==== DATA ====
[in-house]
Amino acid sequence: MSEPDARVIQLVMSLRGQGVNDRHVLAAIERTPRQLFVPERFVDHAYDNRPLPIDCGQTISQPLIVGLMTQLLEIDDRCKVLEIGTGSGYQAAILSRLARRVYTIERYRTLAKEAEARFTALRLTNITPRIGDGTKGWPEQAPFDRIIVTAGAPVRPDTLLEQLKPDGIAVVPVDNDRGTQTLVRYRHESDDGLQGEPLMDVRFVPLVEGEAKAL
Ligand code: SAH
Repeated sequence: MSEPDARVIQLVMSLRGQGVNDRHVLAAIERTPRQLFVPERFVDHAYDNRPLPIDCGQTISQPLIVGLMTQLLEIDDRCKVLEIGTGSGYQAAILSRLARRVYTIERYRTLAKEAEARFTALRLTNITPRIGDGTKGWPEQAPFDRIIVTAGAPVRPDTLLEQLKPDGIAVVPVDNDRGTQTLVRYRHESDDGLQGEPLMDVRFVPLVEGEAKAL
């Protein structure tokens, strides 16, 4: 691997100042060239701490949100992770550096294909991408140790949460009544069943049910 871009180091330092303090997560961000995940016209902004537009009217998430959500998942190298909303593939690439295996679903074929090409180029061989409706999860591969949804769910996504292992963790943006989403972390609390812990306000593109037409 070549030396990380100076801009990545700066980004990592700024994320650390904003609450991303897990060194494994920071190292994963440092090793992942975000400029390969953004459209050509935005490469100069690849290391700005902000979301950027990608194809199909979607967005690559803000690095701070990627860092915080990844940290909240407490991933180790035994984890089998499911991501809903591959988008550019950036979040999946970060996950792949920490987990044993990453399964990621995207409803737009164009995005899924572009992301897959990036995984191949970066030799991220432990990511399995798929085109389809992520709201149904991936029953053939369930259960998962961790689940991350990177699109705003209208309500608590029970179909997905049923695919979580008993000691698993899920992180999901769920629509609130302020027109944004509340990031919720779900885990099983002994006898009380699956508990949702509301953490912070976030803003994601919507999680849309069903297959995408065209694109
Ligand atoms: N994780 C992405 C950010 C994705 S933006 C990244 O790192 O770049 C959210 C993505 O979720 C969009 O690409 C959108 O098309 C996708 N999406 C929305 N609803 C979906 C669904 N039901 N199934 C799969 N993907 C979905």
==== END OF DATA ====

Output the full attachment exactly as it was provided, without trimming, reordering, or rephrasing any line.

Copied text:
[in-house]
Amino acid sequence: MSEPDARVIQLVMSLRGQGVNDRHVLAAIERTPRQLFVPERFVDHAYDNRPLPIDCGQTISQPLIVGLMTQLLEIDDRCKVLEIGTGSGYQAAILSRLARRVYTIERYRTLAKEAEARFTALRLTNITPRIGDGTKGWPEQAPFDRIIVTAGAPVRPDTLLEQLKPDGIAVVPVDNDRGTQTLVRYRHESDDGLQGEPLMDVRFVPLVEGEAKAL
Ligand code: SAH
Repeated sequence: MSEPDARVIQLVMSLRGQGVNDRHVLAAIERTPRQLFVPERFVDHAYDNRPLPIDCGQTISQPLIVGLMTQLLEIDDRCKVLEIGTGSGYQAAILSRLARRVYTIERYRTLAKEAEARFTALRLTNITPRIGDGTKGWPEQAPFDRIIVTAGAPVRPDTLLEQLKPDGIAVVPVDNDRGTQTLVRYRHESDDGLQGEPLMDVRFVPLVEGEAKAL
């Protein structure tokens, strides 16, 4: 691997100042060239701490949100992770550096294909991408140790949460009544069943049910 871009180091330092303090997560961000995940016209902004537009009217998430959500998942190298909303593939690439295996679903074929090409180029061989409706999860591969949804769910996504292992963790943006989403972390609390812990306000593109037409 070549030396990380100076801009990545700066980004990592700024994320650390904003609450991303897990060194494994920071190292994963440092090793992942975000400029390969953004459209050509935005490469100069690849290391700005902000979301950027990608194809199909979607967005690559803000690095701070990627860092915080990844940290909240407490991933180790035994984890089998499911991501809903591959988008550019950036979040999946970060996950792949920490987990044993990453399964990621995207409803737009164009995005899924572009992301897959990036995984191949970066030799991220432990990511399995798929085109389809992520709201149904991936029953053939369930259960998962961790689940991350990177699109705003209208309500608590029970179909997905049923695919979580008993000691698993899920992180999901769920629509609130302020027109944004509340990031919720779900885990099983002994006898009380699956508990949702509301953490912070976030803003994601919507999680849309069903297959995408065209694109
Ligand atoms: N994780 C992405 C950010 C994705 S933006 C990244 O790192 O770049 C959210 C993505 O979720 C969009 O690409 C959108 O098309 C996708 N999406 C929305 N609803 C979906 C669904 N039901 N199934 C799969 N993907 C979905």